I am not sure how in two days I’ve fallen for a café which is not at all close to my house and at which it is difficult to find parking. (Maybe I’m having a café fling.) I’m playing parking Russian roulette today, in a street space which I think is viable, but it’s tricky to tell in this neighborhood. Guess we’ll find out! If the only parking option is really 2-hour meters, it’ll be tough for me to keep coming here.
Two days of impressions and thoughts:
September 10 4:31 PM Visiting for the first time Bloc 11 Café in Union Square, Somerville—sister café of Diesel in Davis Square (love). Bloc 11 is in a renovated bank and the layout offers several fairly separate “spaces” with tables, counters, and benches. I’m embracing the fall temps with a really awesome mint hot chocolate ($3.10). Only complaint, their music is competing with mine, even with my headphones on…I’m sitting right under the speaker though, so poor choice on my part. Speaking of firsts, I think this is technically my first document on my brand new MacBook Pro (I did an invoice on it, but that doesn’t count). The computer is the means by which I can be writing in a coffee shop at all, because my old one (a hand-me-down Dell Inspiron) was not what you would call portable. Unless you own a Uhaul.
Same place, different table, next day, 11:10AM, phe-nom-en-al egg and cheese sandwich. (The polar food opposite of those nasty Dunkin’ Donuts commercials.*) Music slightly quieter. More people. Most with laptops (only one as large as the one I just ditched!). There’s another writer; I love writers. I always want to meet them and get inside their heads (but I never do, because like me, they probably want to be left alone). The writer today is a young guy, old backpack, Euro-style jeans and a button-down shirt. Worn out sneakers, messy hair. He’s a got a steno pad open to a blank page and a pen that he picks up, holds over the page, and then puts down again. He’s bought a cup of coffee, but brought his own sandwich in a plastic baggie, and for some reason this act of frugality or discipline (or dietary restriction?) is tugging at my compassion. Nearby there’s a guy who looks like he could be a roadie for a death metal band, eating soup out of a dainty clear glass bowl with a tiny roll on the side, and a new mom writing baby gift thank-yous (I think) while an infant sleeps in a stroller. The writer mostly stares out the front window, which is closed today because it’s chilly and supposed to rain. Today is one of those confusing days where some people are wearing winter coats and some people are wearing flip flops.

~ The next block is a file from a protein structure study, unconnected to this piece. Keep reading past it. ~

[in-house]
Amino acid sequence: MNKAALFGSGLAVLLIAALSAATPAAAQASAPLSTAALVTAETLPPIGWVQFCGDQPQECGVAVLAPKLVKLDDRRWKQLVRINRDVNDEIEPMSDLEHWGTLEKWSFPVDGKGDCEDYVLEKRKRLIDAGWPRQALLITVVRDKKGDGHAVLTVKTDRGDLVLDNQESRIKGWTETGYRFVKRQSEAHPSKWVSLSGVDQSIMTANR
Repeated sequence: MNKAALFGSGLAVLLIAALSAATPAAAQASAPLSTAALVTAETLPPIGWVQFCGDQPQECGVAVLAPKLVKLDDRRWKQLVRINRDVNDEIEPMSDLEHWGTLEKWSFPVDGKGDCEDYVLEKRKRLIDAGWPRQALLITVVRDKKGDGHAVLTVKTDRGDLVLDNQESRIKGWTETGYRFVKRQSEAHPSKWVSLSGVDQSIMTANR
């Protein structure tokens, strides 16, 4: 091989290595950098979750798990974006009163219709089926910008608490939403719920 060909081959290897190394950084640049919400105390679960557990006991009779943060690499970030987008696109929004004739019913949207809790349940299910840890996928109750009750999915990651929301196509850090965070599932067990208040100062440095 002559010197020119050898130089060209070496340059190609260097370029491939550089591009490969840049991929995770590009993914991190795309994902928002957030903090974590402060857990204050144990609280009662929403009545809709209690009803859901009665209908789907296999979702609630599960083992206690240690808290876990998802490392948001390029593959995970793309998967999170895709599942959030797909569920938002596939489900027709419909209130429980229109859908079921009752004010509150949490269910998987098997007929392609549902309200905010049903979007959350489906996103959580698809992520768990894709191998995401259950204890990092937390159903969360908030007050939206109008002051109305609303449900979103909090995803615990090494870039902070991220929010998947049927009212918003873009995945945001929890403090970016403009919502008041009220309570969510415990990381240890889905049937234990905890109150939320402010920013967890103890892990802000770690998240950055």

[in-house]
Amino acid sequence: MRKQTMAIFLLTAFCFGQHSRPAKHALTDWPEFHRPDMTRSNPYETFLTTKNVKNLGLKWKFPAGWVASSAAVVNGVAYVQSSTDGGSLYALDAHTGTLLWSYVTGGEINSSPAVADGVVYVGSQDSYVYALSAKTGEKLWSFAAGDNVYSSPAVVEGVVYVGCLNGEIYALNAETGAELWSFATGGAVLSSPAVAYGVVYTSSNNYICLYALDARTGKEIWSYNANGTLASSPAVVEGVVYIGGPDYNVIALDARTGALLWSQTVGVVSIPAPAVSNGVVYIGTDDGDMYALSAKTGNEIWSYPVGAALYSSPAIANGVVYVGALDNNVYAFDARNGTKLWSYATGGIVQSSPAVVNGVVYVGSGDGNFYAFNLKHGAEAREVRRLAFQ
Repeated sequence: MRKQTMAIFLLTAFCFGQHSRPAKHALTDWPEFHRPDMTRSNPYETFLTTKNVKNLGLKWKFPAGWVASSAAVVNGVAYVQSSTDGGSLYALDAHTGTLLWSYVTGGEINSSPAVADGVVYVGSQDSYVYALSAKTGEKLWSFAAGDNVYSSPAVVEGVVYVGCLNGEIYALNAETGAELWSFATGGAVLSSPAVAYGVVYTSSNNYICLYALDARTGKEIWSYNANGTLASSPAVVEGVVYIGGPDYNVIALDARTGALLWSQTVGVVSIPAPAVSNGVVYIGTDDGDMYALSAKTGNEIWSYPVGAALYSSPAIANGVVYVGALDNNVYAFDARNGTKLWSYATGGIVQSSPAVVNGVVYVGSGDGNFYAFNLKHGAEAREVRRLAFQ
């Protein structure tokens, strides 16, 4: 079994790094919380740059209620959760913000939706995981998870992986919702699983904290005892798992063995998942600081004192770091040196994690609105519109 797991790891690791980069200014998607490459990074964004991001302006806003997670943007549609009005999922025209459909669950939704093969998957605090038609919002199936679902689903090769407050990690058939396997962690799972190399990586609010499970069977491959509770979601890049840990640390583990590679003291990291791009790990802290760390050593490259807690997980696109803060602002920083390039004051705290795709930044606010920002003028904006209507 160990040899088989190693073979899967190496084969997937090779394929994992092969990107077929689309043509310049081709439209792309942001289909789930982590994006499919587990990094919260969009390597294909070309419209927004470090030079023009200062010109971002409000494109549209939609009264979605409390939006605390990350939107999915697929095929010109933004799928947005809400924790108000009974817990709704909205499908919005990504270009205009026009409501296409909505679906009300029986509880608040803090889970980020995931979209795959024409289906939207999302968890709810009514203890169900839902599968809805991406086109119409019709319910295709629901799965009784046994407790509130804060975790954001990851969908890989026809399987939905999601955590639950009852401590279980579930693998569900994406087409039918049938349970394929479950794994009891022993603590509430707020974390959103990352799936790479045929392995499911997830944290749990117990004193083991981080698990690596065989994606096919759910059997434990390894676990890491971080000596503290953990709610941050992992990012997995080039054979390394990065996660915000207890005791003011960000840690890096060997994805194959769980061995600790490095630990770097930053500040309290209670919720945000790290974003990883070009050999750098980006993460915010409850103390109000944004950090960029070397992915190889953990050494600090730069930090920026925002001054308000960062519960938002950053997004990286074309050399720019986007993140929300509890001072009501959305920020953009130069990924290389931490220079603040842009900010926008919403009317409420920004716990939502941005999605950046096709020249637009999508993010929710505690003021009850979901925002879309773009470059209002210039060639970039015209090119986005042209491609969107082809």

Although I knew I wanted to get up, come to Bloc 11, and eat a breakfast sandwich, I could not get myself moving today (actually, it’s been a problem all week). I’ve been in a bit of a down mood. Even though this summer has been exciting, with a career change that’s freed up both my time and my mind to focus on creative endeavors, lately I’ve for some reason been feeling that I’m surrounded by closed doors rather than open ones. Somehow even being in this Union Square café is giving me that feeling: most of the baristas and many of the customers are younger than me, students, renters of apartments with five people packed into them, explorers of the city on weekend nights. They make me feel old, suburban, and married, someone who has already made all her choices, someone who has “a routine.” (Which is bogus, because I have nothing even close to a routine.) Anyway. Like the guy with the still-hovering pen, I’m here because I want to write, so I have to get to it. If I get a parking ticket, I’m going to need to earn some money to pay it off…
♦Live blogging will continue as long as Meghan continues to find parking in Union Square♦
*I want to clarify that I do believe there is a time and a place for Dunkin Donuts. But that time is not when you want food. In my opinion it is when you are on a road trip.